It might be seen as cruel, even evil, to remark on it, but don't the following terms clearly conjure a mental image of a particular order of things? (a) barcalounger, (b) trailer park, (c) WWJD, (d) community college, (e) Tom Jones, (f) spam, (g) gin and tonic, (h) dinner jacket, (i) pesto, (j) 100% polyester, (k) white supremacy, (l) homemaker, (m) National Enquirer, (n) The New Yorker, (o) Nantucket, (p) Detroit, (q) credit card debt, (r) bodice-ripper, (s) short-sleeved dress shirt, (t) pocket protector, (u) hunting dog, (v) Armani, (w) Ivy League, (x) inner city, (y) Dairy Queen, (z) educator. Think of words like individual (pronounced "individjal") or expressions like people of colour. Those who disbelieve Fussell's arguments to identify social classes just haven't been paying attention, for there are signs everywhere that they are still alive and well.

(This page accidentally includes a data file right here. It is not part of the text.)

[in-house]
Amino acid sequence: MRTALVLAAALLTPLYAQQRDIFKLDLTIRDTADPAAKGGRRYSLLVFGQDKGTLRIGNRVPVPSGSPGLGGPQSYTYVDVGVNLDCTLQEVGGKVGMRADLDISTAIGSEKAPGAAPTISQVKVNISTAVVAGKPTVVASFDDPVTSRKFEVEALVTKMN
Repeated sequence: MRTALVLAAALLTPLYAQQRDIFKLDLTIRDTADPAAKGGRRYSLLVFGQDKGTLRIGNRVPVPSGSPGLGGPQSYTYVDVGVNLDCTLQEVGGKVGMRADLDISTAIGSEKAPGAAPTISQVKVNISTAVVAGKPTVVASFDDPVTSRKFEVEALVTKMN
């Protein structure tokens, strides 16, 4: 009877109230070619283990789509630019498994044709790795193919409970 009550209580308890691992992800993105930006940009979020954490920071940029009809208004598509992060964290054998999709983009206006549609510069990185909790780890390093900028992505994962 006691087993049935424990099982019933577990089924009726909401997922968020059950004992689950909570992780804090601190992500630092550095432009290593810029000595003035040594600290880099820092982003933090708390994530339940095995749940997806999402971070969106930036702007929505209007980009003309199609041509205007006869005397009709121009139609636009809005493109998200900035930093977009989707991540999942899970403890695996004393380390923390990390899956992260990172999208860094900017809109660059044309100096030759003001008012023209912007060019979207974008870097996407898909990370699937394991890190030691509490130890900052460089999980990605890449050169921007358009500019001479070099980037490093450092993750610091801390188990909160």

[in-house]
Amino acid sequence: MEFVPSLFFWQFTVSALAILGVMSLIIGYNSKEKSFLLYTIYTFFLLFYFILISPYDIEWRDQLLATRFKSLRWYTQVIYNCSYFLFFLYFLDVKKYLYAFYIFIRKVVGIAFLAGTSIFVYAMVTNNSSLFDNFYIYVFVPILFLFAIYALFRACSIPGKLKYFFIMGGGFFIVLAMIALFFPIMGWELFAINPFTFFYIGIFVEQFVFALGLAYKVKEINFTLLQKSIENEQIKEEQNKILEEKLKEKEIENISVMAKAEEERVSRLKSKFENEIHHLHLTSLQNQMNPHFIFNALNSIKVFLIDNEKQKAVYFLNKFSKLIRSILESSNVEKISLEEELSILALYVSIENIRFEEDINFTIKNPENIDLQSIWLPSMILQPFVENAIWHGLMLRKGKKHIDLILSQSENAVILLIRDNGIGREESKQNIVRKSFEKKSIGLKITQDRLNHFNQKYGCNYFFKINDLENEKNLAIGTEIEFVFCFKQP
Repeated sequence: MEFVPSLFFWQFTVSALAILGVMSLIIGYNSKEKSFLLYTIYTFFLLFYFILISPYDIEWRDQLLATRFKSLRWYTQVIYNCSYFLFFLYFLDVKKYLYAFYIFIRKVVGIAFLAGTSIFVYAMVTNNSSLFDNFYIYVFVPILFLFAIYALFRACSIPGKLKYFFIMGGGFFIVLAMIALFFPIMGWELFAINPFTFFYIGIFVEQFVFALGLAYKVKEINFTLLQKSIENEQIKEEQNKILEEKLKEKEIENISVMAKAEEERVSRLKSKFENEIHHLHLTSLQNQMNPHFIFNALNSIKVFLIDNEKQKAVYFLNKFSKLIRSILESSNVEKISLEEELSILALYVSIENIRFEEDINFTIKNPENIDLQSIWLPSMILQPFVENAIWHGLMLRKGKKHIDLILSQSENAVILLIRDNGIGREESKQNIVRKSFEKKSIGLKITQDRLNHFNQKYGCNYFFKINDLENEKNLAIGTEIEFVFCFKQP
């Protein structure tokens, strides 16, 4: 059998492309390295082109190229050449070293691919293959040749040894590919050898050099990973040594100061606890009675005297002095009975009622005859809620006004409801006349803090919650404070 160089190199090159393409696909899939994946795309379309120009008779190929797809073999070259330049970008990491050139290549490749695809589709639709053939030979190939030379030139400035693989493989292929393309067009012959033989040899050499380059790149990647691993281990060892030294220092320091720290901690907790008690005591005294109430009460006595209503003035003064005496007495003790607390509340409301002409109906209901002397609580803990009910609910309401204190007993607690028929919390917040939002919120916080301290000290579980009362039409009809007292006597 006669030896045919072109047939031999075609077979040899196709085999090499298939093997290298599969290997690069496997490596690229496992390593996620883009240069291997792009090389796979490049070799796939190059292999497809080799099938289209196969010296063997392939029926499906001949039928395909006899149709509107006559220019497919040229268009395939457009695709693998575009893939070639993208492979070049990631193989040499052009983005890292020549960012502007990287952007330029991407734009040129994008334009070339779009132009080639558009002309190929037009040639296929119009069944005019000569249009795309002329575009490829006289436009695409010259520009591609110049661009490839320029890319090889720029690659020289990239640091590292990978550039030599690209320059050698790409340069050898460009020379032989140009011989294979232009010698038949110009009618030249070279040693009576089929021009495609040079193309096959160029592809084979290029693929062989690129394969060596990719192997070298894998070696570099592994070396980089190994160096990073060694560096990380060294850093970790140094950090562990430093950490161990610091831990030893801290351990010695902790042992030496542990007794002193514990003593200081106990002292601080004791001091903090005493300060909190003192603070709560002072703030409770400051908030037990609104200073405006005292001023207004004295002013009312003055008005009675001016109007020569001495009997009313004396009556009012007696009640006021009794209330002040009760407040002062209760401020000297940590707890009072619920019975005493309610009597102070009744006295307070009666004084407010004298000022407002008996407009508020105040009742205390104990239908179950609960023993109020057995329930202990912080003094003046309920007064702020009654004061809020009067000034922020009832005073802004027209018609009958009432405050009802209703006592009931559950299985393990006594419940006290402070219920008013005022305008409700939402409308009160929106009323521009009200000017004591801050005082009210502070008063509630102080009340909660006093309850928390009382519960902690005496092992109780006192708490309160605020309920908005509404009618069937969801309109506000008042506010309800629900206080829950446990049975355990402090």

Fussell is very perceptive on many points. He notices that English spelling and mock-old-English words (parlour, kippers, jolly good) are short-hand for the higher social orders, and that this is used by real estate developers to get homebuyers to pay more just to live in a posher sounding address. He sees that many people seem to believe that college education irrespective of the actual college places them on a par with Ivy League graduates, and he sees it as a cruel ruse on the gullible and insecure (this is true everywhere: in the UK, many years after the polytechnics and teachers colleges were turned into universities Cambridge and Oxford still top the lists and "a group of fewer than 20 universities attract 90 per cent of the resources available for research and take the lion's share of money for teaching", according to The Times; in France virtually the entire business, political and intellectual elite comes from a handful of institutes, notably ENA, HEC, Insead and the X), in spite of the fact that truly desirable employers, such as consulting firms only hire people out of a handful of institutions (for example, Accenture, with 70,000 employees, only recruits MBA graduates at 5 schools in the US and 3 in Europe).